Most (86.8%) patients experienced at least 1 local reaction associated with Fuzeon injection. A total of 210 (59.2%) patients had at least 1 ISR whose worst pain/discomfort grade was ≤1, and 98 (27.6%) had at least 1 ISR whose worst pain/discomfort grade was ≥2. There were no ISRs that met the criteria for a serious adverse event in this study, and the proportion of patients who discontinued Fuzeon due to ISRs was small (10[2.8%] patients).
In the SIS questionnaire, the majority of patients assessed all 5 items on the ease of injection subscale as ‘very easy’ or ‘easy’ ( range 69.7% to 89.5%). Most patients reported that Fuzeon injections had little impact on their daily functioning. The proportion of patients who rated the 9 items on the daily functioning subscale as limiting their ability ‘not at all’ or ‘a little’ ranged from 76.0% to 90.4%. Nearly all patients assessed the 3 items on the activities of daily living subscale as limiting their ability ‘not at all’ or ‘a little’( range, 94.9% to 97.4%).
Overall, the patients in this study demonstrated good adherence, considering that the treatment was self-administered. More than 90% of patients reported ≥85% adherence at Weeks 1 through 8, and approximately 80% of patients reported ≥85% adherence at Week 12.
Safety: Twenty-six patients experienced 41 SAEs during treatment or up to 28 days after discontinuing treatment. Sixteen patients had SAEs associated with infections and infestations. All other SAEs occurred in less than 1% of the study population. Of the 41 SAEs reported, 36 SAEs were judged by the investigator to be unrelated to trial treatment. One SAE (hepatic failure) was judged by the investigator to be remotely related to treatment, 2 SAEs (pneumonia and bacterial pneumonia) were assessed as possibly related to treatment, and 2 SAEs (pneumonia and immune reconstitution syndrome) were assessed as probably related to treatment.
Six deaths were reported; 3 deaths occurred during the treatment period and 3 occurred after treatment was discontinued. Most deaths were associated with HIV disease, ie hepatic failure, drug toxicity, Pneumocystis jiroveci pneumonia and pneumonia. The other 2 deaths were accidental deaths (gun shot wound, traffic accident). All deaths were rated by the investigator as unrelated to treatment, with the exception of the death caused by hepatic failure (rated remotely related to treatment).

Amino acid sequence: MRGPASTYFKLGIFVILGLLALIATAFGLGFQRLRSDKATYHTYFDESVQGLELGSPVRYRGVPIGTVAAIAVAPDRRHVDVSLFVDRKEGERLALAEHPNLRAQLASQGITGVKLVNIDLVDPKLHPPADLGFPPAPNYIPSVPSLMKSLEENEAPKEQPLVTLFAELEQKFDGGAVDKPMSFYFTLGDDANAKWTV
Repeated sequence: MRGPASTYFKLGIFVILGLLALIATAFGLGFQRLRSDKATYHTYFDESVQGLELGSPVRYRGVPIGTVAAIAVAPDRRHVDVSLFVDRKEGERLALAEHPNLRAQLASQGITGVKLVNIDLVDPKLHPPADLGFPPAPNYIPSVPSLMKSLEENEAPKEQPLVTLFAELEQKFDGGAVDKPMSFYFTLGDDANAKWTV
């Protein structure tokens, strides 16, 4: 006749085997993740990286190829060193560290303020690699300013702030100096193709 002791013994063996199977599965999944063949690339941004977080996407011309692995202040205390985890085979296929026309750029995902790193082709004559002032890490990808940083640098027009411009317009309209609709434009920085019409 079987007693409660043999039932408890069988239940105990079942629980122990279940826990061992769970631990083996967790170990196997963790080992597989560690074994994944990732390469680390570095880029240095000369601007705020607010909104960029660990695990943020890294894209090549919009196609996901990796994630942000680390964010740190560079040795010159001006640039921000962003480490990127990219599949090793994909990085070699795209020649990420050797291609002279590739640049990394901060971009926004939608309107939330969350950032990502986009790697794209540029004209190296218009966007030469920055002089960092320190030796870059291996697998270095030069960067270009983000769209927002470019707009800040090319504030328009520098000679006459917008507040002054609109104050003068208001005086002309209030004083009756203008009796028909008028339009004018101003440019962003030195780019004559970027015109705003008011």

Eight patients discontinued trial treatment due to a nonserious adverse event. Of these 8 AEs, 1 (urticaria) was judged by the investigator to be unrelated to trial treatment, 1 (abdominal pain) was rated remotely related to trial treatment, 5 (skin rash, peripheral edema, herpes simplex, pain in extremity, and dizziness) were rated possibly related to trial treatment, and 1 (palpitations) was rated probably related to trial treatment.
- Statistically significant improvement from baseline in physical function and mental health was observed in HIV-1-infected patients treated with a Fuzeon-containing ARV regimen for up to 12 weeks. However, none of the baseline variables were statistically significant predictors for the binary quality-of-life improvement outcome.
Patients in the study achieved statistically significant and clinically meaningful improvement in viral load and CD4+ cell count.
The prevalence of any ISR symptom ≥Grade 2 was low with an average of <1 ISR per visit and the majority of patients experiencing either no or minor ISRs at Week 12. The discontinuation rate due to ISRs was low and there were no serious ISRs.
The majority of patients reported that self-injection of Fuzeon was ‘easy’ or ‘very easy’; the self-injection process had little impact on their daily function.
Treatment with a Fuzeon (90 mg BID)-containing ARV regimen for up to 12 weeks was generally safe and well tolerated in treatment-experienced HIV-1 patients, and adherence was good. The thin-walled, 31-gauge/8mm needles were generally well tolerated and represent a viable Fuzeon administration option.
- Publications (references, if available):
Shalit P, True A, Thommes JA, on behalf of the QUALITE Investigators. Quality of Life and Tolerability After Administration of Enfuvirtide With a Thin-Walled Needle. HIV Clin Trials. 2007;8:24-35.
- Date of report:
About This Database
This database is populated with information on the results of Roche-sponsored clinical trials.